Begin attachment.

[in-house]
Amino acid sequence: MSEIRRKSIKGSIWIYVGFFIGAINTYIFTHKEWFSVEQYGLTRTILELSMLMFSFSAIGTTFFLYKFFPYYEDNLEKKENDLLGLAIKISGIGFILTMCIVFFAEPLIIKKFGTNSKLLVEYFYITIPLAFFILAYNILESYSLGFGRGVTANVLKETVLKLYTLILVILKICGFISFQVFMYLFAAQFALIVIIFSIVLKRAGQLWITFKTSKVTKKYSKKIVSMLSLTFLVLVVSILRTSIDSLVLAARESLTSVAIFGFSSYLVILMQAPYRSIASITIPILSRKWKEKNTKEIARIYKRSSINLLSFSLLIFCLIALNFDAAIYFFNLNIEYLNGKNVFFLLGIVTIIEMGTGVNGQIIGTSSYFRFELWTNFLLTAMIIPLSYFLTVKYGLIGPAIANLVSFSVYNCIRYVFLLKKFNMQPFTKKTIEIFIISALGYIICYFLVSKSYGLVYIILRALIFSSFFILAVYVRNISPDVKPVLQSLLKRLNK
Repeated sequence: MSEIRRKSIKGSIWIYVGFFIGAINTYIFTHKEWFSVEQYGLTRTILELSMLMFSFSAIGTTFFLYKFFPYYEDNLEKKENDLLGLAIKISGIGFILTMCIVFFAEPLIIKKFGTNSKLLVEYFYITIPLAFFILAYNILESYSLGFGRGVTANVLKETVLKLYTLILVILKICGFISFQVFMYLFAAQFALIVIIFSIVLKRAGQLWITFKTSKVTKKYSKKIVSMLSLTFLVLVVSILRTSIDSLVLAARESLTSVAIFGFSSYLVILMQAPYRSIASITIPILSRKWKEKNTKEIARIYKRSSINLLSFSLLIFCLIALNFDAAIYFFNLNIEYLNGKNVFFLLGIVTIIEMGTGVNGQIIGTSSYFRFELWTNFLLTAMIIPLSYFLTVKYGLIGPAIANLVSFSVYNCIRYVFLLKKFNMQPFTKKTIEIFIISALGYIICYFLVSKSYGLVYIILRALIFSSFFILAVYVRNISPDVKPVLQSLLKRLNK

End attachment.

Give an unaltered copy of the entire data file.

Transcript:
[in-house]
Amino acid sequence: MSEIRRKSIKGSIWIYVGFFIGAINTYIFTHKEWFSVEQYGLTRTILELSMLMFSFSAIGTTFFLYKFFPYYEDNLEKKENDLLGLAIKISGIGFILTMCIVFFAEPLIIKKFGTNSKLLVEYFYITIPLAFFILAYNILESYSLGFGRGVTANVLKETVLKLYTLILVILKICGFISFQVFMYLFAAQFALIVIIFSIVLKRAGQLWITFKTSKVTKKYSKKIVSMLSLTFLVLVVSILRTSIDSLVLAARESLTSVAIFGFSSYLVILMQAPYRSIASITIPILSRKWKEKNTKEIARIYKRSSINLLSFSLLIFCLIALNFDAAIYFFNLNIEYLNGKNVFFLLGIVTIIEMGTGVNGQIIGTSSYFRFELWTNFLLTAMIIPLSYFLTVKYGLIGPAIANLVSFSVYNCIRYVFLLKKFNMQPFTKKTIEIFIISALGYIICYFLVSKSYGLVYIILRALIFSSFFILAVYVRNISPDVKPVLQSLLKRLNK
Repeated sequence: MSEIRRKSIKGSIWIYVGFFIGAINTYIFTHKEWFSVEQYGLTRTILELSMLMFSFSAIGTTFFLYKFFPYYEDNLEKKENDLLGLAIKISGIGFILTMCIVFFAEPLIIKKFGTNSKLLVEYFYITIPLAFFILAYNILESYSLGFGRGVTANVLKETVLKLYTLILVILKICGFISFQVFMYLFAAQFALIVIIFSIVLKRAGQLWITFKTSKVTKKYSKKIVSMLSLTFLVLVVSILRTSIDSLVLAARESLTSVAIFGFSSYLVILMQAPYRSIASITIPILSRKWKEKNTKEIARIYKRSSINLLSFSLLIFCLIALNFDAAIYFFNLNIEYLNGKNVFFLLGIVTIIEMGTGVNGQIIGTSSYFRFELWTNFLLTAMIIPLSYFLTVKYGLIGPAIANLVSFSVYNCIRYVFLLKKFNMQPFTKKTIEIFIISALGYIICYFLVSKSYGLVYIILRALIFSSFFILAVYVRNISPDVKPVLQSLLKRLNK